The European Commission said on Thursday it was taking further steps to end illegal tax breaks in the yacht industries of Italy and Cyprus, first brought to light in the Paradise Papers leaks.
Today’s legal proceedings also form part of the Commission’s ongoing efforts to stamp out unfair tax avoidance practices in the EU, it added.
As part of today’s infringement package, the Commission has decided to refer Italy to the Court of Justice for the EU for its failure to address an illegal system of exemptions for fuel used to power chartered yachts in EU waters.
At the same time, the Commission has decided to send reasoned opinions to Italy and Cyprus for not levying the correct amount of Value Added Tax (VAT) on the leasing of yachts. Tax breaks of this type can lead to major distortions of competition.
In detail, the infringement procedures launched today concern:
- Referral to Court: Excise duty rules for fuel in motor boats in Italy. Current EU excise duty rules allow Member States not to tax fuel used by a navigation company for commercial purposes, i.e. the sale of sea navigation services. An exemption can apply but only if the person leasing the boat sells such services to others. In breach of EU rules, Italy allows chartered pleasure crafts, such as yachts, to qualify as ‘commercial’ even if they are for personal use. This situation may allow them to benefit from excise duty exemption on fuel used to power their engines.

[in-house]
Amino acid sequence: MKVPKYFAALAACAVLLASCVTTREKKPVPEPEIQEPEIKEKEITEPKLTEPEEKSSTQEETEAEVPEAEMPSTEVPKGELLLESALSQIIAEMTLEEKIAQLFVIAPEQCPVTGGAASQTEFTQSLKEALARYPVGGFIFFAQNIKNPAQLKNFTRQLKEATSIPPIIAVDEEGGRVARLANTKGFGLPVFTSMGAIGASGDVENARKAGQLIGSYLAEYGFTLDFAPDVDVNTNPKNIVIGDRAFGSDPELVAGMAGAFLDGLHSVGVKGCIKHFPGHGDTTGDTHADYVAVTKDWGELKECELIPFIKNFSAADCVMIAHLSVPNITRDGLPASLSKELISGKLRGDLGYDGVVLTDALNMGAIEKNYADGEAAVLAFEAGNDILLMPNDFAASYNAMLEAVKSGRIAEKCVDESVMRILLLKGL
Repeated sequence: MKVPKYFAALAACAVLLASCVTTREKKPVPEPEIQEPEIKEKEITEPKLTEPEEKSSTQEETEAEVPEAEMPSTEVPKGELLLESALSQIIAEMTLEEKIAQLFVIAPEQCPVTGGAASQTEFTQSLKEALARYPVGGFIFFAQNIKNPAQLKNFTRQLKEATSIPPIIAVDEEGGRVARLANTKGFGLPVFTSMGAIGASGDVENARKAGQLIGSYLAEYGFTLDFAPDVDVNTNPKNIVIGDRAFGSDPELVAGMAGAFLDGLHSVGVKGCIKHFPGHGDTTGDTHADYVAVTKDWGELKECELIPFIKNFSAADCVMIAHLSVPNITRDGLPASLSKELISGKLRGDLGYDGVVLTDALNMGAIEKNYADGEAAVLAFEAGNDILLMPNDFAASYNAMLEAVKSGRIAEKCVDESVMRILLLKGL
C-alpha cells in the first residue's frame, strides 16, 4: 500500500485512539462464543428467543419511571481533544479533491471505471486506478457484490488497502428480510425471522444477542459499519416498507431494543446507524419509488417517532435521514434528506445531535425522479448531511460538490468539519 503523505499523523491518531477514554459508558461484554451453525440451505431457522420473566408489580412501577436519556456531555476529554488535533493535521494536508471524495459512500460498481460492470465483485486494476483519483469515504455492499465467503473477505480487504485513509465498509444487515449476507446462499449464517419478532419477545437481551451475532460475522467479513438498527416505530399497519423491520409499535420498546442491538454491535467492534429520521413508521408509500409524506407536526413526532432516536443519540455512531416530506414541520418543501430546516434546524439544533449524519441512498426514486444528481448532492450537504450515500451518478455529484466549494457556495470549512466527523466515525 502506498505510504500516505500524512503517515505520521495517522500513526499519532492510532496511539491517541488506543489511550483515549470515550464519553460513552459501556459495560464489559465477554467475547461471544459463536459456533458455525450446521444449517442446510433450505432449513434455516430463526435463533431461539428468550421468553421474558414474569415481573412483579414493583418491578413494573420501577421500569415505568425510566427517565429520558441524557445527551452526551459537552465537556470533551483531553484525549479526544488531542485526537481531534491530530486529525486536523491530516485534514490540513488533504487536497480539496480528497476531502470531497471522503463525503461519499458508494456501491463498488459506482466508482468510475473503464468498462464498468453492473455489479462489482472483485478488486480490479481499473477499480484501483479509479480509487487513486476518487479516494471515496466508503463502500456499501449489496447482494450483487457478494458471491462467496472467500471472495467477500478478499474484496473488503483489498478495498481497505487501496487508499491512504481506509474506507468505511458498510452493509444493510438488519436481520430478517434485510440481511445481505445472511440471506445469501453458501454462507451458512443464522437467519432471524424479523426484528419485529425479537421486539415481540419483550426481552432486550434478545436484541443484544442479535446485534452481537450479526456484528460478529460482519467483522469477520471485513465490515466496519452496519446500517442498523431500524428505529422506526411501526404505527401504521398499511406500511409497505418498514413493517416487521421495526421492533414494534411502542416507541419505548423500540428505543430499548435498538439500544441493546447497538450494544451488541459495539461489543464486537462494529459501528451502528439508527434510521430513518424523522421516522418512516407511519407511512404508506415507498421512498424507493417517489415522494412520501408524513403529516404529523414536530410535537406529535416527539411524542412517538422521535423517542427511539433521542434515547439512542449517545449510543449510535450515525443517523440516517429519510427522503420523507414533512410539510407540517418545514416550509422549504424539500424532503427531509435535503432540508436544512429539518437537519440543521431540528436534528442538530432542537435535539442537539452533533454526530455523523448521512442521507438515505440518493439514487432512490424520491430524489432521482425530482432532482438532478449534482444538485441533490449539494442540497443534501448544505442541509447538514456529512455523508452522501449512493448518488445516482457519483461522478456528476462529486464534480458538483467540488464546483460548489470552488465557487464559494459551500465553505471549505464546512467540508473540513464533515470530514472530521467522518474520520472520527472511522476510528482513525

- Reasoned opinions: a reduced VAT base for the lease of yachts offered in the tax law of Cyprus and Italy. Current EU VAT rules allow tax exemptions for services when the effective use and enjoyment of the product is outside the EU. However, the rules do not allow for a general flat-rate reduction without proof of where the service is actually used. Cyprus and Italy have established VAT rules according to which the larger the boat is, the less the lease is estimated to take place in EU waters. As a consequence, the applicable VAT base can be substantially reduced. If Cyprus and Italy do not act within the next two months on these reasoned opinions, the Commission may decide to bring the cases before the Court of Justice of the EU.
Due to the size of this sector, these illegal and favourable tax regimes also run counter to the fiscal consolidation processes of these Member States.
Since the beginning of its mandate, the Juncker Commission has been at the forefront of European and international efforts to combat tax avoidance and tax evasion. When it comes to VAT, recent Commission initiatives seek to put in place a single EU VAT area which is less prone to fraud and would enhance cooperation between Member States. The issue of VAT fraud transcends national borders and can only be solved effectively by a concerted, joint effort of Member States.